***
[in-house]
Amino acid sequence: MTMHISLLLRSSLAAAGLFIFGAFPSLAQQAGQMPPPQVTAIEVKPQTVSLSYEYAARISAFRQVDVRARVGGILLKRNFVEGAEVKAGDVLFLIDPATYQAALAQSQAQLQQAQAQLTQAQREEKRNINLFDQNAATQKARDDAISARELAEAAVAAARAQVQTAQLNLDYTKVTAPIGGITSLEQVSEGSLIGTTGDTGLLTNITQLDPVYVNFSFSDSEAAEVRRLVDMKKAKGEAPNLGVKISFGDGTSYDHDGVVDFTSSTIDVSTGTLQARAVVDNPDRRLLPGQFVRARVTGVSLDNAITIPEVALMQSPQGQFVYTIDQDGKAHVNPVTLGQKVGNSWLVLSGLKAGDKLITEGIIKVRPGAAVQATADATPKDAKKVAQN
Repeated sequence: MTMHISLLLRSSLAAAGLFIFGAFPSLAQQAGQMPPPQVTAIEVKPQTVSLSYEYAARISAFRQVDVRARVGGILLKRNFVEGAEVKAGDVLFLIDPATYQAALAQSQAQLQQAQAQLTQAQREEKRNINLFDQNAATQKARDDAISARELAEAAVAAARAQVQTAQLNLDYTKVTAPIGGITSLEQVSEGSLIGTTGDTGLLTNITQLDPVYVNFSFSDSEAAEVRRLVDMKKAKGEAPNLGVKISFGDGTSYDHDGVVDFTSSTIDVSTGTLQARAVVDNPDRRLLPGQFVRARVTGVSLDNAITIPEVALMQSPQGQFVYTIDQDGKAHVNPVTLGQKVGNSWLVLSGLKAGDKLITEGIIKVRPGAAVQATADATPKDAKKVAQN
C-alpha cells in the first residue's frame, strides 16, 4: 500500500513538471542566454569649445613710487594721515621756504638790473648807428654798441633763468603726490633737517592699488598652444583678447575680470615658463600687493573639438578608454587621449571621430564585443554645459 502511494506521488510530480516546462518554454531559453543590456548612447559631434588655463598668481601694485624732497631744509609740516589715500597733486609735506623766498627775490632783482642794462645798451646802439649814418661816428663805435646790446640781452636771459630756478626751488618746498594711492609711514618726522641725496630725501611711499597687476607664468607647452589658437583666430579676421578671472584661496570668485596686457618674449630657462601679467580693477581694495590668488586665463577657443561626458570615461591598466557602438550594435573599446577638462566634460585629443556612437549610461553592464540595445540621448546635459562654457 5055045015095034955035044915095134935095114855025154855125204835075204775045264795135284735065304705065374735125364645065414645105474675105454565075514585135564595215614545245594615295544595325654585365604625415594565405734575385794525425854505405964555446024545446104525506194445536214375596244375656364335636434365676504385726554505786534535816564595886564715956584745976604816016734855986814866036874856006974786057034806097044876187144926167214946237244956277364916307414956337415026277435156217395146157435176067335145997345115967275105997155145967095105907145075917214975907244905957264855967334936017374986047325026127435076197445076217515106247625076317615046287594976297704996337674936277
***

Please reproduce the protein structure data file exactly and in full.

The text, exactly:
[in-house]
Amino acid sequence: MTMHISLLLRSSLAAAGLFIFGAFPSLAQQAGQMPPPQVTAIEVKPQTVSLSYEYAARISAFRQVDVRARVGGILLKRNFVEGAEVKAGDVLFLIDPATYQAALAQSQAQLQQAQAQLTQAQREEKRNINLFDQNAATQKARDDAISARELAEAAVAAARAQVQTAQLNLDYTKVTAPIGGITSLEQVSEGSLIGTTGDTGLLTNITQLDPVYVNFSFSDSEAAEVRRLVDMKKAKGEAPNLGVKISFGDGTSYDHDGVVDFTSSTIDVSTGTLQARAVVDNPDRRLLPGQFVRARVTGVSLDNAITIPEVALMQSPQGQFVYTIDQDGKAHVNPVTLGQKVGNSWLVLSGLKAGDKLITEGIIKVRPGAAVQATADATPKDAKKVAQN
Repeated sequence: MTMHISLLLRSSLAAAGLFIFGAFPSLAQQAGQMPPPQVTAIEVKPQTVSLSYEYAARISAFRQVDVRARVGGILLKRNFVEGAEVKAGDVLFLIDPATYQAALAQSQAQLQQAQAQLTQAQREEKRNINLFDQNAATQKARDDAISARELAEAAVAAARAQVQTAQLNLDYTKVTAPIGGITSLEQVSEGSLIGTTGDTGLLTNITQLDPVYVNFSFSDSEAAEVRRLVDMKKAKGEAPNLGVKISFGDGTSYDHDGVVDFTSSTIDVSTGTLQARAVVDNPDRRLLPGQFVRARVTGVSLDNAITIPEVALMQSPQGQFVYTIDQDGKAHVNPVTLGQKVGNSWLVLSGLKAGDKLITEGIIKVRPGAAVQATADATPKDAKKVAQN
C-alpha cells in the first residue's frame, strides 16, 4: 500500500513538471542566454569649445613710487594721515621756504638790473648807428654798441633763468603726490633737517592699488598652444583678447575680470615658463600687493573639438578608454587621449571621430564585443554645459 502511494506521488510530480516546462518554454531559453543590456548612447559631434588655463598668481601694485624732497631744509609740516589715500597733486609735506623766498627775490632783482642794462645798451646802439649814418661816428663805435646790446640781452636771459630756478626751488618746498594711492609711514618726522641725496630725501611711499597687476607664468607647452589658437583666430579676421578671472584661496570668485596686457618674449630657462601679467580693477581694495590668488586665463577657443561626458570615461591598466557602438550594435573599446577638462566634460585629443556612437549610461553592464540595445540621448546635459562654457 5055045015095034955035044915095134935095114855025154855125204835075204775045264795135284735065304705065374735125364645065414645105474675105454565075514585135564595215614545245594615295544595325654585365604625415594565405734575385794525425854505405964555446024545446104525506194445536214375596244375656364335636434365676504385726554505786534535816564595886564715956584745976604816016734855986814866036874856006974786057034806097044876187144926167214946237244956277364916307414956337415026277435156217395146157435176067335145997345115967275105997155145967095105907145075917214975907244905957264855967334936017374986047325026127435076197445076217515106247625076317615046287594976297704996337674936277